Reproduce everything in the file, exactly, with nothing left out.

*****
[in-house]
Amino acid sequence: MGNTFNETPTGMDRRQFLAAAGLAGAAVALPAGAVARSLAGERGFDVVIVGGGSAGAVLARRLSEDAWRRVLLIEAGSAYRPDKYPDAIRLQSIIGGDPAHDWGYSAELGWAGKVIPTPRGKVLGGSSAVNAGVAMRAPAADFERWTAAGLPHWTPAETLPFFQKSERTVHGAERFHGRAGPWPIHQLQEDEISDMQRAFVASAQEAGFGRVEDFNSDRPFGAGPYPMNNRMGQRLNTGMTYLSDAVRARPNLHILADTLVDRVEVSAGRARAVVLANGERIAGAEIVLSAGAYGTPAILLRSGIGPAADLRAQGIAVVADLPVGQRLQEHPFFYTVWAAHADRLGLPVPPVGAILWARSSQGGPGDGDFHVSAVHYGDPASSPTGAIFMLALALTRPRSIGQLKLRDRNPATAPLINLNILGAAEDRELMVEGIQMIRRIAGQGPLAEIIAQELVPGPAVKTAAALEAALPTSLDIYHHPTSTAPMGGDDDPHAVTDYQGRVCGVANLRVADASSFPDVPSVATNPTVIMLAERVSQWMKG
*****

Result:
[in-house]
Amino acid sequence: MGNTFNETPTGMDRRQFLAAAGLAGAAVALPAGAVARSLAGERGFDVVIVGGGSAGAVLARRLSEDAWRRVLLIEAGSAYRPDKYPDAIRLQSIIGGDPAHDWGYSAELGWAGKVIPTPRGKVLGGSSAVNAGVAMRAPAADFERWTAAGLPHWTPAETLPFFQKSERTVHGAERFHGRAGPWPIHQLQEDEISDMQRAFVASAQEAGFGRVEDFNSDRPFGAGPYPMNNRMGQRLNTGMTYLSDAVRARPNLHILADTLVDRVEVSAGRARAVVLANGERIAGAEIVLSAGAYGTPAILLRSGIGPAADLRAQGIAVVADLPVGQRLQEHPFFYTVWAAHADRLGLPVPPVGAILWARSSQGGPGDGDFHVSAVHYGDPASSPTGAIFMLALALTRPRSIGQLKLRDRNPATAPLINLNILGAAEDRELMVEGIQMIRRIAGQGPLAEIIAQELVPGPAVKTAAALEAALPTSLDIYHHPTSTAPMGGDDDPHAVTDYQGRVCGVANLRVADASSFPDVPSVATNPTVIMLAERVSQWMKG